• Shelling at Karbala: In the days before the celebrations of the Shiite holy day of Ashoura, there were reports that there might be car bombings or a suicide bomber. So reporter Nicholas Blanford was surprised when he heard shelling Tuesday in Karbala, Iraq, (page 1). "I was on the edge of town when the explosions happened," he says. "I heard very clearly the sound of outgoing large-caliber artillery shells - mortars as it turned out - being fired from a position not that far away, possibly from inside a sprawling palm tree grove."
Later, Nick moved closer to the Imam Hussein shrine where most of the fatalities occurred. "It was very tense and uncomfortable outside the shrine. Foreigners were not welcome. The armed Shiite militiamen threatened to smash my camera if I took any photographs and didn't want me to talk to anyone. There were no other foreigners around me at that time, and it was an uncomfortable feeling to be on the receiving end of so much anger."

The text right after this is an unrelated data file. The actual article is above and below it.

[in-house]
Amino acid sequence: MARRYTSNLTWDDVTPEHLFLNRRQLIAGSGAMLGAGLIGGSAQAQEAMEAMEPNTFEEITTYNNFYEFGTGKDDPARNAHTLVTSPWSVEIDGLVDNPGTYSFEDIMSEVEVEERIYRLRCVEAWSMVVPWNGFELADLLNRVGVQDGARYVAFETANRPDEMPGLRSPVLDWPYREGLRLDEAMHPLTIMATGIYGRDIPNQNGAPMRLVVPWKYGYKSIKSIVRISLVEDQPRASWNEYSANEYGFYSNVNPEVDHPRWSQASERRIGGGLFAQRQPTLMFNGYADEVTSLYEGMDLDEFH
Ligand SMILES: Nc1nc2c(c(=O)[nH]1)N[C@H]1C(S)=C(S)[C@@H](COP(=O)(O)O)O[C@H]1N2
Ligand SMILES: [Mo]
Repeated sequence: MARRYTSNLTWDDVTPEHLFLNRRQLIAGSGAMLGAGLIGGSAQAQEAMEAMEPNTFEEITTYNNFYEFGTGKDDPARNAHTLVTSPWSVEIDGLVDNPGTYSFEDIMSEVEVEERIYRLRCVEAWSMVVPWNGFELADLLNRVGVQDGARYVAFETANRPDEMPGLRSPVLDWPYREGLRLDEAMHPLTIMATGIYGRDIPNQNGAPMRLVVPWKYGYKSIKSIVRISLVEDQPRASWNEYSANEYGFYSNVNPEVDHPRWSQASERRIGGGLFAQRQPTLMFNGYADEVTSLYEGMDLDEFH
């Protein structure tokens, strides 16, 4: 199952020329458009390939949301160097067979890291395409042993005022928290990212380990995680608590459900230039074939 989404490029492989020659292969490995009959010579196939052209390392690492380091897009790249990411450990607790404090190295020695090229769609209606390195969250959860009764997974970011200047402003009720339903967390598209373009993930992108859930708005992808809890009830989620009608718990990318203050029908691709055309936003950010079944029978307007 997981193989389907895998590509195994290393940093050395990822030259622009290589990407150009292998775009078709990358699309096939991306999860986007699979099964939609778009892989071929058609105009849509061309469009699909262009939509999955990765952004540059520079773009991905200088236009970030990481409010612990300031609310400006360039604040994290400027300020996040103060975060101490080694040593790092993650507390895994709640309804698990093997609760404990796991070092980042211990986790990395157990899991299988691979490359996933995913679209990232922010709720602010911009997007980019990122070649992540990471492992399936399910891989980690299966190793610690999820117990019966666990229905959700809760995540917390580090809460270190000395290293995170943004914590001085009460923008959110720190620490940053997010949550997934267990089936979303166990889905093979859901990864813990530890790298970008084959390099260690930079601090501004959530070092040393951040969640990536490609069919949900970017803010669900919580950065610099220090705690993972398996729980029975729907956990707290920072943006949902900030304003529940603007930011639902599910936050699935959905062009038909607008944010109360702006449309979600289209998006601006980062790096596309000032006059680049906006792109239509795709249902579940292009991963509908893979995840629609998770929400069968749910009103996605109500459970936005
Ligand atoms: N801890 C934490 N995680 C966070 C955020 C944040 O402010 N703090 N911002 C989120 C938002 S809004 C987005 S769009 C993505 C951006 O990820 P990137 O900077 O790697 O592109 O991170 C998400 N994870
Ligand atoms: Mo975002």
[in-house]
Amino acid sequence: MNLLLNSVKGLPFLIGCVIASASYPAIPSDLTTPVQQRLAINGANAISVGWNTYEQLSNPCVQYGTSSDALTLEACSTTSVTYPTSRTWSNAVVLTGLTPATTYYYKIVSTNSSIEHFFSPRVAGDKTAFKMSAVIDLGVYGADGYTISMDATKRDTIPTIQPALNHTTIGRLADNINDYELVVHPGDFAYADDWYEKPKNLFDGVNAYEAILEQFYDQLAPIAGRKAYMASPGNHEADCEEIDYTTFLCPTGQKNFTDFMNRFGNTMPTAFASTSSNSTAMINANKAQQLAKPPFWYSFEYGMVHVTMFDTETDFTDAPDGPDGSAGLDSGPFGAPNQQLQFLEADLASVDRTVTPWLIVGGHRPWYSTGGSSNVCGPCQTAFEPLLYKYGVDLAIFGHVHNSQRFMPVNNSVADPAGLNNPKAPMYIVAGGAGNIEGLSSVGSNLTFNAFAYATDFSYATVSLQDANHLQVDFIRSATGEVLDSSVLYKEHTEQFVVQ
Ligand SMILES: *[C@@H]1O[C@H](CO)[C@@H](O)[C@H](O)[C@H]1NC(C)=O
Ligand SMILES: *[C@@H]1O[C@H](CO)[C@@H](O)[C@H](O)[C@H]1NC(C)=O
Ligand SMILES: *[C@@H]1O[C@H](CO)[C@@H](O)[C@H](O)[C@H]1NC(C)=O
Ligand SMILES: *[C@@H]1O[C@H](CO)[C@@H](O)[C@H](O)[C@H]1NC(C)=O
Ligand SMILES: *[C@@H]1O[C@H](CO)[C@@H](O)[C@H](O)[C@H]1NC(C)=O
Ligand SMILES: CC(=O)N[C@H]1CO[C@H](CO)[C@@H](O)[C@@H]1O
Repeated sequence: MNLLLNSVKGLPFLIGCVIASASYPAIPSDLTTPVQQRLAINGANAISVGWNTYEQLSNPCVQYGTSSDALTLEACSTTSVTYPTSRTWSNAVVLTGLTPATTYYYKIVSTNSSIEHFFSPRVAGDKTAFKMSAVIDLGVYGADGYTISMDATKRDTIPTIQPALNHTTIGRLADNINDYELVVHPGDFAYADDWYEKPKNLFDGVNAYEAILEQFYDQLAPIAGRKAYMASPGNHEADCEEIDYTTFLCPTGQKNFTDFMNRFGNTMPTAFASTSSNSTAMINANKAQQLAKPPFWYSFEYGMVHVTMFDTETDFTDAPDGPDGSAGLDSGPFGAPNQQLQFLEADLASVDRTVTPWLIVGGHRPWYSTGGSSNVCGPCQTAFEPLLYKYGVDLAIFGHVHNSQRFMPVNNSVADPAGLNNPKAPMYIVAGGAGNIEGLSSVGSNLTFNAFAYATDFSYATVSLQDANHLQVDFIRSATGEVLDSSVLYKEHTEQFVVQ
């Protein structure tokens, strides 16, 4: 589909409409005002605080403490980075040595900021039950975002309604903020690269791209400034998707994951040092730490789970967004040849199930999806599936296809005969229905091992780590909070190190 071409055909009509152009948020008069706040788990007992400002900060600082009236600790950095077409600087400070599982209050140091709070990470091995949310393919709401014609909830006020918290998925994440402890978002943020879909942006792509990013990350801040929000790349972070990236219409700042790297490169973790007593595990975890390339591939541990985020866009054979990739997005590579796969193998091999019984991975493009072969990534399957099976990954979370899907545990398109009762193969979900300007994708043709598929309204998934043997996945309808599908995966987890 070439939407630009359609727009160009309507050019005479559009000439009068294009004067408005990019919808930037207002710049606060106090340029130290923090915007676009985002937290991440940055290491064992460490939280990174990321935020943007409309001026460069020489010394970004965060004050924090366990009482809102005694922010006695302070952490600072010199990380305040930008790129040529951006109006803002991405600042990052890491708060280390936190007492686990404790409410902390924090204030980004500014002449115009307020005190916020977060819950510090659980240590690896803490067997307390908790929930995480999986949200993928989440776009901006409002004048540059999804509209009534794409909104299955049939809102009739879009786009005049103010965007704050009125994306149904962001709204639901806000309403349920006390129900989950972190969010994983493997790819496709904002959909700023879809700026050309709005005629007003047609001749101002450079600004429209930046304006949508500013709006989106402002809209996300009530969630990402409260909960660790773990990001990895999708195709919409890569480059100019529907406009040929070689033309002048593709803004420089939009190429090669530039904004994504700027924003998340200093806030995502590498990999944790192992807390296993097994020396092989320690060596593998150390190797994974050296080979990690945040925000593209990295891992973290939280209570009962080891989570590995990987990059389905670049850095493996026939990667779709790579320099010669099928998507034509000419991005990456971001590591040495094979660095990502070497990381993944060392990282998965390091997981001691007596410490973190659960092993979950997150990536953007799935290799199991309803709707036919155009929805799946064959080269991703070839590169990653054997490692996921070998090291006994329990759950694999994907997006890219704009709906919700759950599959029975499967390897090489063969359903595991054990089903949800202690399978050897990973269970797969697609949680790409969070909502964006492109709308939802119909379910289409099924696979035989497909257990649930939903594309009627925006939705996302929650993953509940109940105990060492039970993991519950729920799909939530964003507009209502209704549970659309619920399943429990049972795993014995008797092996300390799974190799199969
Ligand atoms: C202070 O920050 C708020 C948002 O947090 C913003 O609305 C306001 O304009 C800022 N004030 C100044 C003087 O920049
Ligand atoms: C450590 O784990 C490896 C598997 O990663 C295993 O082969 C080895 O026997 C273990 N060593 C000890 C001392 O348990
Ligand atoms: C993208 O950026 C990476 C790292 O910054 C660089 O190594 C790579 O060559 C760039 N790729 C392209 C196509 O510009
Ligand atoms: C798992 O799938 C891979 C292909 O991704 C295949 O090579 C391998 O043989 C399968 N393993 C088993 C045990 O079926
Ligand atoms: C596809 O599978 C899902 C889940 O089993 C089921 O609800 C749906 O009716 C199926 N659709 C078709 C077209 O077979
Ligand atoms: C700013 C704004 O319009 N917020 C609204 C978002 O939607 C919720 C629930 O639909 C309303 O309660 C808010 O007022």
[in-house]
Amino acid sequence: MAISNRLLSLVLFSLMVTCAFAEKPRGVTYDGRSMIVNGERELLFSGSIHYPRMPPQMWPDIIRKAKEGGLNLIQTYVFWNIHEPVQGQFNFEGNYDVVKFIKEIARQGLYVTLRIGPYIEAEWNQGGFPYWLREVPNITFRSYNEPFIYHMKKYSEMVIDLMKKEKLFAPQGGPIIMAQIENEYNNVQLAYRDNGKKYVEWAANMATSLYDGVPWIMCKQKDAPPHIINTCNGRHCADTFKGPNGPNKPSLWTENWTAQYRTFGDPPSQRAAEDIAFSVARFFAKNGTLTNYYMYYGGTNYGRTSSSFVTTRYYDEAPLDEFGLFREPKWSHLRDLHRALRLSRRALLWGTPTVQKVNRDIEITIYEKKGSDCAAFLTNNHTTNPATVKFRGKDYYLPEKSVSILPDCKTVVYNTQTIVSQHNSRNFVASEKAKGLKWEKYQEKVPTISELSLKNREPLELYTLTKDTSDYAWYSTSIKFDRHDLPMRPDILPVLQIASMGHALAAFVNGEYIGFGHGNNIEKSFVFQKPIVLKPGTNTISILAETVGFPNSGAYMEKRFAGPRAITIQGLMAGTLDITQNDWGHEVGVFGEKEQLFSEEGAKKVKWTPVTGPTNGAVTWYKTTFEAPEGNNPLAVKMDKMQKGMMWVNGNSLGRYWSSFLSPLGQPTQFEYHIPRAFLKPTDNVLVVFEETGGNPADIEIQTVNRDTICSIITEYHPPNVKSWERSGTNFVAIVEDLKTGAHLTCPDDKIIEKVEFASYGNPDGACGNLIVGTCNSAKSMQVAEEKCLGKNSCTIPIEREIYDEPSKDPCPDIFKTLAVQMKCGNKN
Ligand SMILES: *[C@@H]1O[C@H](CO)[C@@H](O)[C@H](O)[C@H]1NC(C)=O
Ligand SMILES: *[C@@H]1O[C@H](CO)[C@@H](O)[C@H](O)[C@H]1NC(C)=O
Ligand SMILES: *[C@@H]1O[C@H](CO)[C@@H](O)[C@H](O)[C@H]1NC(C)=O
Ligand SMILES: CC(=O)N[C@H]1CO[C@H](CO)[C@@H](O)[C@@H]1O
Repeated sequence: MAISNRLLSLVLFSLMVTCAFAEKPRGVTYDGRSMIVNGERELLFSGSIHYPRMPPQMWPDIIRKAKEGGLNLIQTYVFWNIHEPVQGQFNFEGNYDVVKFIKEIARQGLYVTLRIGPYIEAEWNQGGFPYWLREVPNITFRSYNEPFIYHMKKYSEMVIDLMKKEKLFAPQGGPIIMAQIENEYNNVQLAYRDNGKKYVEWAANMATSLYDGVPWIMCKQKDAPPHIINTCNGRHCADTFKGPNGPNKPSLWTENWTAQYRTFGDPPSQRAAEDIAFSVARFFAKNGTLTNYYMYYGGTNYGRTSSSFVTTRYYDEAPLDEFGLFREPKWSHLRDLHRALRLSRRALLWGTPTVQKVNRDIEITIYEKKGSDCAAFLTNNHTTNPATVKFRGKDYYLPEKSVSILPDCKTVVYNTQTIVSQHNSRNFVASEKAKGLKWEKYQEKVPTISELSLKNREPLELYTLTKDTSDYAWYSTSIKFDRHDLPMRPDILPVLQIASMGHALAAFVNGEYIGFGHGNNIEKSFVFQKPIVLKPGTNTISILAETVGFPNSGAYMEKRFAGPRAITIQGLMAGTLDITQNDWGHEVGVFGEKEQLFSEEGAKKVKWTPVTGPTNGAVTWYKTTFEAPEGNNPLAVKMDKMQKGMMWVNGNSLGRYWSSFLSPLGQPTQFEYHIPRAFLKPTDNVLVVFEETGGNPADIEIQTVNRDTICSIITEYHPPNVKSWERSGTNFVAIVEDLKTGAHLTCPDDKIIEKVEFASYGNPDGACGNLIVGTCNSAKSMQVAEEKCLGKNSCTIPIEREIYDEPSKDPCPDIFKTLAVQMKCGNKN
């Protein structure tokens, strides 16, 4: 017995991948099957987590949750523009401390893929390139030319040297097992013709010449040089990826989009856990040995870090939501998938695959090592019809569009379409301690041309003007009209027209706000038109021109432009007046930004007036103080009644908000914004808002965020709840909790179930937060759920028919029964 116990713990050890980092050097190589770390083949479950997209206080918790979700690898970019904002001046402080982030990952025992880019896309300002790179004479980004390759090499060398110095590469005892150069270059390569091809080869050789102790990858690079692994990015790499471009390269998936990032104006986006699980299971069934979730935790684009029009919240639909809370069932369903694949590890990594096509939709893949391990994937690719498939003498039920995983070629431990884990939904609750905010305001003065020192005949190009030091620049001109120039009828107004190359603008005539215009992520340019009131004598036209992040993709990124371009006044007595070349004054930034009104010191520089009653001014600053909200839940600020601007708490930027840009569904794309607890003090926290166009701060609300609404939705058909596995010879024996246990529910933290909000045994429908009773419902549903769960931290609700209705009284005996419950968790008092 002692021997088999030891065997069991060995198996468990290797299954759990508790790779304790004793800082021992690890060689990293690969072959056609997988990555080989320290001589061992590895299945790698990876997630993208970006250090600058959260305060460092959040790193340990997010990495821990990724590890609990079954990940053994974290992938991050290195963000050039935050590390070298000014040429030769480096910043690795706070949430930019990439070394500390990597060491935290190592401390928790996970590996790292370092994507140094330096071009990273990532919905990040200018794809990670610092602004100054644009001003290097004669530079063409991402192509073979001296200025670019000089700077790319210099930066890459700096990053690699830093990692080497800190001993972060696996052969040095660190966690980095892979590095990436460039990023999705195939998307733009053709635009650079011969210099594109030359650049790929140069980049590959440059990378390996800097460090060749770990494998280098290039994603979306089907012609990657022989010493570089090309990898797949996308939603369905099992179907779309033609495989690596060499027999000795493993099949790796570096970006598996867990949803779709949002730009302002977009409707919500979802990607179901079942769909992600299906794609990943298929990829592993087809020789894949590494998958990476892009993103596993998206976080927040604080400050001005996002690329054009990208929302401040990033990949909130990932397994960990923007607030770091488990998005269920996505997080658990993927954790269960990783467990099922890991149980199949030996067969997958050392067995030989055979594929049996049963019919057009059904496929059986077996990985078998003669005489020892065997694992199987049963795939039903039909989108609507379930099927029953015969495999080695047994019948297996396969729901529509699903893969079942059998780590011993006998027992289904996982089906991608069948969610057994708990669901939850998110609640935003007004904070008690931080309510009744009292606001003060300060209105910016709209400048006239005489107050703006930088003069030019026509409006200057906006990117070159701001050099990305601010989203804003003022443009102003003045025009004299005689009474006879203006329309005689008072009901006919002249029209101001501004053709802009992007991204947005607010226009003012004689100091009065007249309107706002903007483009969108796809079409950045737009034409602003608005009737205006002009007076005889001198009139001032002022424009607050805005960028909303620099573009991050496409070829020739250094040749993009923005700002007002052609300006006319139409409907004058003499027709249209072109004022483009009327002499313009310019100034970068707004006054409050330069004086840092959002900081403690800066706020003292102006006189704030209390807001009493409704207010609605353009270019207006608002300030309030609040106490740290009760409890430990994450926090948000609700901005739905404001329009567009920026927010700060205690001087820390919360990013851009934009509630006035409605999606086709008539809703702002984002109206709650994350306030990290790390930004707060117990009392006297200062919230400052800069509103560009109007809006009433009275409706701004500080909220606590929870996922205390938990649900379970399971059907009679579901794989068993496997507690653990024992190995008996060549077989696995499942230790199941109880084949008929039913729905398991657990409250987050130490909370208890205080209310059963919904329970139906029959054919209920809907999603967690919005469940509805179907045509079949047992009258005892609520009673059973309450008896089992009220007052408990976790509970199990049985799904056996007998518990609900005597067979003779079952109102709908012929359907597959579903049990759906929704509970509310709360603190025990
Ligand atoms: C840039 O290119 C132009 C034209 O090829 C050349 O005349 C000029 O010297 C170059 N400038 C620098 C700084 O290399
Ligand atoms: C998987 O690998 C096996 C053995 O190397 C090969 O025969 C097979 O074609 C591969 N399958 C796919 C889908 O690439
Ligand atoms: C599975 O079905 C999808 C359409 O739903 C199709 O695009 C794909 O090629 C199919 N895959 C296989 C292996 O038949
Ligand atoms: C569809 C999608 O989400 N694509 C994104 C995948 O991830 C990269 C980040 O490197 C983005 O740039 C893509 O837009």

• Tropical Novel: The scene was something out of a Graham Greene novel, says Monitor staff writer Howard LaFranchi. "There were all of Haiti's prominent rebel leaders, among the palm fronds, whitewashed walls, and pools of a colonial-style hotel, flashing smiles and giving hugs - all the while holding their guns aloft," he says. "Among them were throngs of adoring Haitians, pressing for a chance to rub shoulders with the men of the hour (this page).
"When leader Guy Philippe stepped into a hotel restaurant to sit down to lunch Monday, you might have thought his security detail would keep the mostly foreign media at a distance. But Philippe smiled and waved for the cameras as he talked quietly with a confrere. A savvy leader with a clear knowledge of the media world, Philippe must know Haiti will not be a focus of the world for long, and his chance at the cameras will wane. With the big US TV networks paying $20,000 a day to keep crews here, Philippe and his men are getting their face time with the world while they can."
David Clark Scott